• Renters Revenge

      Good summary Nem. It’s amazing the hoops being jumped through, trying to preserve the status quo.

    • Readers’ comments are particularly amusing….

      [G&M] – Vancouver eyes new housing body to end ‘affordability crisis’

      …”A task force on affordable housing recommended that the city set up a separate agency that could negotiate with private developers on deals to build units on discounted city land. The rents would have to be guaranteed at lower rates than usual for new units.”…

      • “Vancouver doesn’t need more housing options. It already has Surrey.”

        “BTW in surrey, there are lots of vacant suites at $800/month and homes detached going for $450,000”

        “‘Affordable Housing’ is simply code for ‘Free Homes’ for Hongcouvers NDP Communists at the expense of hard working Albertan Conservatives. Redistribution of Wealth 101”

        “Here is a solution. If you cant afford shelter in Vancouver than move to another Canadian city that you can afford it.”

        “unless that gov’t or city gives apartment developers free land it’s not feasible to build rental units. landlords cannot rent their brand new apartments at $1500/month to break even.”

        “If the government stayed out of it, people on lower wages and companies would move out of Vancouver driving up wages for service workers (law of limited supply) and drive down the cost of housing. Subsidizing housing is what Spain did.”

        “This comment has violated our Terms and Conditions, and has been removed.”

        and my personal favourite:

        “When I burn a bull on the altar as a sacrifice, I know it creates a pleasing odor for the Lord – Lev.1:9.
        The problem is my neighbors. They claim the odor is not pleasing to them. Should I smite them?”

    • In other news ‘affordable housing’, Liao Shining (3rd L), deputy chief of staff of Chinese Navy, is welcomed by David Gardam [Commander of Canadian Maritime Forces Atlantic/Joint Task Force GentleDensity TransitionZone Atlantic] after Chinese Navy training vessel “Zhenghe” arrived at Halifax… Liao Shining, barely able to contain his glee upon discovering that Halifax condos were substantially cheaper than those on offer in Vancouver, was overheard to remark that his GentleDensity TransitionZone was larger than his host’s.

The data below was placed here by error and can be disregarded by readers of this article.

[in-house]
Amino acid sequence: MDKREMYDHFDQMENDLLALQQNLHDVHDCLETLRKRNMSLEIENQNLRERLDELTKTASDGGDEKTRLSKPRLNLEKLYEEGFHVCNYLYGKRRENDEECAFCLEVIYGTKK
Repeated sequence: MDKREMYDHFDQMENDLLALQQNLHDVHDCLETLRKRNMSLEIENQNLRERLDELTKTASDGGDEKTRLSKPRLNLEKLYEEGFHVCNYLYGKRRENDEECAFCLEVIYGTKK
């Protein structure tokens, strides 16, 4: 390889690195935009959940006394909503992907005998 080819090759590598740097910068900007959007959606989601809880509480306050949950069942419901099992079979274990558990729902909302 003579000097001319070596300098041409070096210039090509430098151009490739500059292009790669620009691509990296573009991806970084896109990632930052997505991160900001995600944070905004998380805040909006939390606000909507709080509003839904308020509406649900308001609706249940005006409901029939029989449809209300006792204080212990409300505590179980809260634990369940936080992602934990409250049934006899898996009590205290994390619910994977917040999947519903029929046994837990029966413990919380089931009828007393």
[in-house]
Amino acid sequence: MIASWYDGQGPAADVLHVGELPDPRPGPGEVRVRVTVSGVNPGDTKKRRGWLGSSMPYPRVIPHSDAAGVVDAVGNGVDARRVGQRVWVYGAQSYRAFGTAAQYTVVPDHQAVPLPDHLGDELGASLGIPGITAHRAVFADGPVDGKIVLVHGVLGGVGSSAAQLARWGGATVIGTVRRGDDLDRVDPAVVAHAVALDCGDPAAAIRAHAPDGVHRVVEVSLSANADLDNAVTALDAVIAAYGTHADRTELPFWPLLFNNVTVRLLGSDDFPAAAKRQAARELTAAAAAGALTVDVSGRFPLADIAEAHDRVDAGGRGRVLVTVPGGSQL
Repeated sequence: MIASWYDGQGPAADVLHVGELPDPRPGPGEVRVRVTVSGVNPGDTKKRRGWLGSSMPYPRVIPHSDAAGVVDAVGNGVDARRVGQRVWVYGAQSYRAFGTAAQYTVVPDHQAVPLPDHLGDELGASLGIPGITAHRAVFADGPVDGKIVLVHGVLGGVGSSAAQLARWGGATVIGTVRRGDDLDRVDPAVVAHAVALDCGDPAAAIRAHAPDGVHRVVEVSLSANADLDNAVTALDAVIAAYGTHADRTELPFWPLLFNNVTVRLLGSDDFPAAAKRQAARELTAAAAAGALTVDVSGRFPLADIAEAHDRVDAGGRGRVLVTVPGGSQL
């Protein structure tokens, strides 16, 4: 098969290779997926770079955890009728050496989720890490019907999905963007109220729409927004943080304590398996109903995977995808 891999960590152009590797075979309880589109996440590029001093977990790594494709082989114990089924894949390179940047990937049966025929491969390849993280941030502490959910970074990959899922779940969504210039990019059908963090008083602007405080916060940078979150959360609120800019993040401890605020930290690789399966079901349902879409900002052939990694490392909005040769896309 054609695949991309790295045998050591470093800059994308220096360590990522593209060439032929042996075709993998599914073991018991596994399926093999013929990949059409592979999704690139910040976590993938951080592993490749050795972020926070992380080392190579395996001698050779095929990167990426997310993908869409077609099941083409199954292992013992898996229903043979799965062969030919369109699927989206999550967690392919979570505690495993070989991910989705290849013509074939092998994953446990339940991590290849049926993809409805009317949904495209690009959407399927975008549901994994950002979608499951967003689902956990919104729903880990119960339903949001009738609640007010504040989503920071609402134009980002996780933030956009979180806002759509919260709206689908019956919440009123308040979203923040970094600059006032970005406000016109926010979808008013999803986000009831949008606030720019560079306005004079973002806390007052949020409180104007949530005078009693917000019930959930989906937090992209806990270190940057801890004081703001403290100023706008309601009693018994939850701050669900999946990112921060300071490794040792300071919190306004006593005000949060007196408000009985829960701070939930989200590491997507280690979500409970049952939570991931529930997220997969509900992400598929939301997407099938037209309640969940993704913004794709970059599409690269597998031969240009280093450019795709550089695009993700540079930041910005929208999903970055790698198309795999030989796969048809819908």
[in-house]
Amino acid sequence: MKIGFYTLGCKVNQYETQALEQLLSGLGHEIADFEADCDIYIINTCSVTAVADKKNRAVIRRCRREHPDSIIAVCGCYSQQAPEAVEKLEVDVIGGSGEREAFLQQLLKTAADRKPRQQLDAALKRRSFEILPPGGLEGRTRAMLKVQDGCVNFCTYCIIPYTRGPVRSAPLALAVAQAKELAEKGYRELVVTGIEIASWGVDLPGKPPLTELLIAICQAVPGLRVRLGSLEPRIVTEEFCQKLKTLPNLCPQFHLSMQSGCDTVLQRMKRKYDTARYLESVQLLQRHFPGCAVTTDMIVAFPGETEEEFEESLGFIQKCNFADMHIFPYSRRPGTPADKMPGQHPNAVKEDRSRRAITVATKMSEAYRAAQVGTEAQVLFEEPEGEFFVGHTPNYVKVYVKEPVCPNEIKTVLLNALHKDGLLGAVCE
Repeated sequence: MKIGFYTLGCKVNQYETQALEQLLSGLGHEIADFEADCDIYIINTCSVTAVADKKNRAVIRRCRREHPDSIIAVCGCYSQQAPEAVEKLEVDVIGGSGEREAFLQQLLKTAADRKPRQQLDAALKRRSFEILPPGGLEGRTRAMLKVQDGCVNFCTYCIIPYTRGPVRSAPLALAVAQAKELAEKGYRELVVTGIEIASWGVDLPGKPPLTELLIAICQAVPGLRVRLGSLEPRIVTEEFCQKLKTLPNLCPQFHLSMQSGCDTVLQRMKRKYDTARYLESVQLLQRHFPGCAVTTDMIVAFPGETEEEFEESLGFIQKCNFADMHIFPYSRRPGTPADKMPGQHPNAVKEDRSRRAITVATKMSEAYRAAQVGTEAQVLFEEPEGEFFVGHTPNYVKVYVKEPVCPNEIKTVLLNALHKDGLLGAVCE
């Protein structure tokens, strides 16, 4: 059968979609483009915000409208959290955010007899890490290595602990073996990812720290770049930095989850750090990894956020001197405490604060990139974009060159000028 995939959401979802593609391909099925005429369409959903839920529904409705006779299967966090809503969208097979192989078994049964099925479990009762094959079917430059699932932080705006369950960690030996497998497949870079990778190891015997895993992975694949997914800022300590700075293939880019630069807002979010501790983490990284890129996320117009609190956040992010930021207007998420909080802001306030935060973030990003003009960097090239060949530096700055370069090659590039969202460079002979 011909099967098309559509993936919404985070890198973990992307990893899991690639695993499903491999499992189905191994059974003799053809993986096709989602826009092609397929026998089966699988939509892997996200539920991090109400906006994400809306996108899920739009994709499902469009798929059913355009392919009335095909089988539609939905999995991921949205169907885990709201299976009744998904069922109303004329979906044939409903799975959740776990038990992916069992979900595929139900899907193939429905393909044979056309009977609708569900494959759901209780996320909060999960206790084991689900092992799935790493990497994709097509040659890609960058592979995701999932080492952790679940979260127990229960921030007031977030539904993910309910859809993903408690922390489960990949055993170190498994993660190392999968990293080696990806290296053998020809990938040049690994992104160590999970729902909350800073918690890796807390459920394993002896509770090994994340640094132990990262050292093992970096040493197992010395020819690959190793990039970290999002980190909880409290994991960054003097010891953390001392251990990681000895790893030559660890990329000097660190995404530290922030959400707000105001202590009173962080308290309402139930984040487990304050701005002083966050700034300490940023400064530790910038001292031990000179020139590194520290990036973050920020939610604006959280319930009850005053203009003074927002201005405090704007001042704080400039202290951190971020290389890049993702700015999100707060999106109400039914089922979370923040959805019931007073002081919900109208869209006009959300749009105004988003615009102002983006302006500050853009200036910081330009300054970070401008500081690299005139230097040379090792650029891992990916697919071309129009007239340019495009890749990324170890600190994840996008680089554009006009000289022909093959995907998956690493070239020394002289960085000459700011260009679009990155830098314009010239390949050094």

[Xinhua] – Chinese training vessel “Zhenghe” arrives at Halifax port, Canada

      • David Gardam [Commander of Canadian Maritime Forces Atlantic/Joint Task Force GentleDensity TransitionZone Atlantic] : “We trust you find Halifax harbour to your liking”.

        Liao Shining (3rd L), deputy chief of staff of Chinese Navy: “We’ll take it!”

    • I heard an interview with Olga Ilich and Stephen Quinn on CBC’s On The Coast yesterday. Quinn asked Ilich point blank why residents of Dunbar, with low density dwellings, shouldn’t be burdened with density increases like is seen in other parts of the city.

      Indeed the chuckle and the acknowledgement of a “good” question was the same as when Mayor Robertson was asked about foreign ownership during last year’s civic election.

      Not that Dunbar isn’t increasing its density but it’s starting from a handicapped position — its lots are, after all, larger.

      • They could build 2-3 bedroom apartments and 4 bedroom row houses for UBC staff in Dunbar.

      • “They could build 2-3 bedroom apartments and 4 bedroom row houses for UBC staff in Dunbar.”

        Why should UBC staff get preferential treatment? The commute to Richmond from Dunbar isn’t that bad.